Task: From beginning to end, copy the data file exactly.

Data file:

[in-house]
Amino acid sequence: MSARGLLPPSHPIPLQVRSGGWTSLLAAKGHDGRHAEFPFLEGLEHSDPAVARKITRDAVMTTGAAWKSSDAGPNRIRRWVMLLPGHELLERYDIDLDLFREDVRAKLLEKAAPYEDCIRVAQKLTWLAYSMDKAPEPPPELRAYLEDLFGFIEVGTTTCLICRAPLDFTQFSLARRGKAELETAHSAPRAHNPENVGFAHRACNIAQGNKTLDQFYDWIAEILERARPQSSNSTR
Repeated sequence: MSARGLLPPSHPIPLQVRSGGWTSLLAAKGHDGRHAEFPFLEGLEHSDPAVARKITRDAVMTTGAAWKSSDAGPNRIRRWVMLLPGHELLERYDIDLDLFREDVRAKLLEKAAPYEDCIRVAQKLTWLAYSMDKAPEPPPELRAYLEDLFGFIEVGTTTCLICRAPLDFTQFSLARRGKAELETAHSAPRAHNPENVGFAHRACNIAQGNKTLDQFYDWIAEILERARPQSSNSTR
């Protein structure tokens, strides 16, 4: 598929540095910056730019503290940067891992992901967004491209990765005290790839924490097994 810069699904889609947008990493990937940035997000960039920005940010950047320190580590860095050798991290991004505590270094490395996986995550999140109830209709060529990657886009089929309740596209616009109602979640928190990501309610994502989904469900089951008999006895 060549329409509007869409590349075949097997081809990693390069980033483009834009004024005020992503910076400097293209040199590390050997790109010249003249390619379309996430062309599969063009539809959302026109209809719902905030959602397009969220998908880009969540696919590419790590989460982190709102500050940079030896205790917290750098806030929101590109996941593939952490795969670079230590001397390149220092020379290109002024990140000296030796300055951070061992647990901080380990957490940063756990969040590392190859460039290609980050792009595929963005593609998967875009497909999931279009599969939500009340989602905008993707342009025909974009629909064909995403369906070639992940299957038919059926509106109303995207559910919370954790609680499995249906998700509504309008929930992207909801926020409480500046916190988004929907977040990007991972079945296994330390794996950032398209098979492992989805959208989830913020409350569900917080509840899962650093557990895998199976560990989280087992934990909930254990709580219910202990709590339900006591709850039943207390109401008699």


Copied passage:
[in-house]
Amino acid sequence: MSARGLLPPSHPIPLQVRSGGWTSLLAAKGHDGRHAEFPFLEGLEHSDPAVARKITRDAVMTTGAAWKSSDAGPNRIRRWVMLLPGHELLERYDIDLDLFREDVRAKLLEKAAPYEDCIRVAQKLTWLAYSMDKAPEPPPELRAYLEDLFGFIEVGTTTCLICRAPLDFTQFSLARRGKAELETAHSAPRAHNPENVGFAHRACNIAQGNKTLDQFYDWIAEILERARPQSSNSTR
Repeated sequence: MSARGLLPPSHPIPLQVRSGGWTSLLAAKGHDGRHAEFPFLEGLEHSDPAVARKITRDAVMTTGAAWKSSDAGPNRIRRWVMLLPGHELLERYDIDLDLFREDVRAKLLEKAAPYEDCIRVAQKLTWLAYSMDKAPEPPPELRAYLEDLFGFIEVGTTTCLICRAPLDFTQFSLARRGKAELETAHSAPRAHNPENVGFAHRACNIAQGNKTLDQFYDWIAEILERARPQSSNSTR
């Protein structure tokens, strides 16, 4: 598929540095910056730019503290940067891992992901967004491209990765005290790839924490097994 810069699904889609947008990493990937940035997000960039920005940010950047320190580590860095050798991290991004505590270094490395996986995550999140109830209709060529990657886009089929309740596209616009109602979640928190990501309610994502989904469900089951008999006895 060549329409509007869409590349075949097997081809990693390069980033483009834009004024005020992503910076400097293209040199590390050997790109010249003249390619379309996430062309599969063009539809959302026109209809719902905030959602397009969220998908880009969540696919590419790590989460982190709102500050940079030896205790917290750098806030929101590109996941593939952490795969670079230590001397390149220092020379290109002024990140000296030796300055951070061992647990901080380990957490940063756990969040590392190859460039290609980050792009595929963005593609998967875009497909999931279009599969939500009340989602905008993707342009025909974009629909064909995403369906070639992940299957038919059926509106109303995207559910919370954790609680499995249906998700509504309008929930992207909801926020409480500046916190988004929907977040990007991972079945296994330390794996950032398209098979492992989805959208989830913020409350569900917080509840899962650093557990895998199976560990989280087992934990909930254990709580219910202990709590339900006591709850039943207390109401008699």